Legislators and Civil Rights Groups Call on Congress to End Racial Profiling
At a press conference this week designed to push Congress and the Obama administration to pass the End Racial Profiling Act of 2011 (ERPA), the Rights Working Group released a new report advocating not only for the prohibition of racial profiling but for greater oversight of law enforcement with regard to civil rights protections.
“Reclaiming Our Rights: Reflections on Racial Profiling in a Post-9/11 America” is comprised of personal essays from leaders in the civil rights community, members of Congress, and retired law enforcement officers along with recommendations for how to end racial profiling. The report also discusses how federal attempts to end racial profiling became more difficult after the September 11 terror attacks and how the broad congressional support for passing ERPA faded after the attacks.
Recommendations in the report include passage of comprehensive immigration reform legislation and ERPA. ERPA would prohibit all law enforcement agencies from racial profiling, require agencies to collect data on the number of stops, searches, and arrests by race and gender, end programs and policies that result in racial profiling, and allows victims of racial profiling to sue local, state, or federal law enforcement agencies.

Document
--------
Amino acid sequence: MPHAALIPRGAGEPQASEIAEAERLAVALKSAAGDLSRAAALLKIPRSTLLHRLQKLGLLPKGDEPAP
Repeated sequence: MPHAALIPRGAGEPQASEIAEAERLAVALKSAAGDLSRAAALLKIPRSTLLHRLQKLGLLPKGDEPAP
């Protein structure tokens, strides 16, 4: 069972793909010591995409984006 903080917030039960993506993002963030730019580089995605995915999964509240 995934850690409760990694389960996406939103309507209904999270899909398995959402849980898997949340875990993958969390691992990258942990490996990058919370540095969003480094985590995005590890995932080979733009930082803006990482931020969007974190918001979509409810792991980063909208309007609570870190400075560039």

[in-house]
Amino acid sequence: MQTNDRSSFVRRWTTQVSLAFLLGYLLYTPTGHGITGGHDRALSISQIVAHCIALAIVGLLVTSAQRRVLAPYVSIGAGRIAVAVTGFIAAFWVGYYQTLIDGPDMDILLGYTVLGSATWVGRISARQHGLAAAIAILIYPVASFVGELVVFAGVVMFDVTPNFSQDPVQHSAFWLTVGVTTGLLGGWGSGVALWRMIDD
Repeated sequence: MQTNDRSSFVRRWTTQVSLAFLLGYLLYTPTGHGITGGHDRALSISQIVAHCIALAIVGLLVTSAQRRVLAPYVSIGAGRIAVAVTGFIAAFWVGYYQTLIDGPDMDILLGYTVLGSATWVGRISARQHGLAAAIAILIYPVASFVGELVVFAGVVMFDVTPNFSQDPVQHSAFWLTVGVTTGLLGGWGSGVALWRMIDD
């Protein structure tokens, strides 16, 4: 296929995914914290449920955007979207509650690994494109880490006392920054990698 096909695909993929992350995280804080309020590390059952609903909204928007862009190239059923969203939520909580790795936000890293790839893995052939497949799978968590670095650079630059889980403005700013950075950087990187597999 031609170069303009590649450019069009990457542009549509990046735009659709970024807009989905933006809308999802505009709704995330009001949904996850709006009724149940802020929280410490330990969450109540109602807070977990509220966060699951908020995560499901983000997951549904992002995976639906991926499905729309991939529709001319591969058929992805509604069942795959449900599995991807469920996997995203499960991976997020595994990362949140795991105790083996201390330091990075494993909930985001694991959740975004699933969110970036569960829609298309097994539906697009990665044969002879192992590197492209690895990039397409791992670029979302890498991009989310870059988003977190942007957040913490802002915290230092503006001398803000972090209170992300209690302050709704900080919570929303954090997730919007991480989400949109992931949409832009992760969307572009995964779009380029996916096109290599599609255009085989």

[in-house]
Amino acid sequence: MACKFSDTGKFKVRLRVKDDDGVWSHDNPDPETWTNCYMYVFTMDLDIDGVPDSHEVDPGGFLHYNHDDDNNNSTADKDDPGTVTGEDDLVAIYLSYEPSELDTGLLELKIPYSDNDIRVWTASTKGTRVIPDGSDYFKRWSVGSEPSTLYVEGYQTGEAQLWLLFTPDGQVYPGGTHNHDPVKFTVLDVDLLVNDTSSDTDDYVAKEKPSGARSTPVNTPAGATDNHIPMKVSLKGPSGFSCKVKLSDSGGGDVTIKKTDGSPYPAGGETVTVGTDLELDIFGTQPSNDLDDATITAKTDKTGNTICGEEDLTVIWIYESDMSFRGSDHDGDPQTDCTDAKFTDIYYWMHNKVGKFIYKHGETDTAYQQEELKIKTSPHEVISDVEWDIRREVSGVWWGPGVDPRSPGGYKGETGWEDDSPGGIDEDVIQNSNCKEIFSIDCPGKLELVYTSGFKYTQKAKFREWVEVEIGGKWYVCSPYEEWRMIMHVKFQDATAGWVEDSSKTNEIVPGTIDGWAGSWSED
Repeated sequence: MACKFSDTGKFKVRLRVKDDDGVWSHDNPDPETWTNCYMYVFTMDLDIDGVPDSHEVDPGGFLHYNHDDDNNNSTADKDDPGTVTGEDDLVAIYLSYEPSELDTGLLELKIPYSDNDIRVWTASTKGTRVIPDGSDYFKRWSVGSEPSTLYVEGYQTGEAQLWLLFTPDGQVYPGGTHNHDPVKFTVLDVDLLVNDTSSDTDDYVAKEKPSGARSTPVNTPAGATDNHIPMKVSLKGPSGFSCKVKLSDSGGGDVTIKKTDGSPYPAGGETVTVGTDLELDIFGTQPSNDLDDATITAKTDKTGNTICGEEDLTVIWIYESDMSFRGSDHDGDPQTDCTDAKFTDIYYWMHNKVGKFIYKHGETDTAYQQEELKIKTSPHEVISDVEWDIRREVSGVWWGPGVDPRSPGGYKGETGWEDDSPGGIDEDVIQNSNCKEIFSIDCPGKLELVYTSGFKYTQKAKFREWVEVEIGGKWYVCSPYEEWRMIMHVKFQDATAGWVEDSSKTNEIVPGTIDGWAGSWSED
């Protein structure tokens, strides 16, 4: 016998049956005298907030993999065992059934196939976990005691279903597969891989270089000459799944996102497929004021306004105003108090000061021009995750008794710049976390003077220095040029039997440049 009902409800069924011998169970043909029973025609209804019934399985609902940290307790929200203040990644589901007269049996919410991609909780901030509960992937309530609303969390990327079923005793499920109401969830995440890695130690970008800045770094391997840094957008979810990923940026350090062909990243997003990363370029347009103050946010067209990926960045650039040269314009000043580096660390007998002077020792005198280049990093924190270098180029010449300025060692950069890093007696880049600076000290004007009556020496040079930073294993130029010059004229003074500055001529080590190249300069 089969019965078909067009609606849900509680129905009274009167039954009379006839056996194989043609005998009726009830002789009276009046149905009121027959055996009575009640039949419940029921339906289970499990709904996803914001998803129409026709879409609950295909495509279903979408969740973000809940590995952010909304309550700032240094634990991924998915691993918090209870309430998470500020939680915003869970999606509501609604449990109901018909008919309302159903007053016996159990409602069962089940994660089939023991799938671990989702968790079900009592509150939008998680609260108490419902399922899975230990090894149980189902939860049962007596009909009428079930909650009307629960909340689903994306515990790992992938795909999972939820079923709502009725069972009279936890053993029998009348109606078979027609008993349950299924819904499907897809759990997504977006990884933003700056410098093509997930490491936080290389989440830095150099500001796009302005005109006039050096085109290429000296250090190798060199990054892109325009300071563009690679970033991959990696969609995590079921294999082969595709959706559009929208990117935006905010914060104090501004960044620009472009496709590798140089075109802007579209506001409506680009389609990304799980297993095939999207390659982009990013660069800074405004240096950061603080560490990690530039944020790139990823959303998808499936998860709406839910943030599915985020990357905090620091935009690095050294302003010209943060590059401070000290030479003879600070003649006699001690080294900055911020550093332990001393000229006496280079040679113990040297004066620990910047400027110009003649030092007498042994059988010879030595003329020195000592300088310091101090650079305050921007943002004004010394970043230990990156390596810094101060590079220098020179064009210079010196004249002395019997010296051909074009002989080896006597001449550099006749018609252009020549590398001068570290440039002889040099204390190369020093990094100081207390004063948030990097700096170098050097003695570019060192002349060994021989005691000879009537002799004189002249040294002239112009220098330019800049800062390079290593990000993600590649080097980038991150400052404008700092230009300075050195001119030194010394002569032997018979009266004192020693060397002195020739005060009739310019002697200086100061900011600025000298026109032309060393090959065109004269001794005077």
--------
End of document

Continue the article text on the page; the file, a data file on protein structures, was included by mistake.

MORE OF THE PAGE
“The violation of civil rights and civil liberties caused by racial profiling remains a serious problem for many communities of color,” said Margaret Huang, the executive director of Rights Working Group. “After September 11, we saw an expansion of profiling in the context of national security at our airports and border entry points. And in the immigration context, the use of local and state police to enforce federal immigration law has unfairly targeted certain communities of migrants for scrutiny and harassment.”
Racial profiling is the reliance by law enforcement on race, ethnicity, national origin, or religion in deciding whom to investigate, arrest, or detain. Civil and human rights groups have called on Congress to support the End Racial Profiling Act of 2011 and put a stop to profiling that has been institutionalized by many law enforcement authorities. The bill will be introduced this fall by Senator Ben Cardin, D. Md., in the Senate and Rep. John Conyers, D. Mich., in the House of Representatives.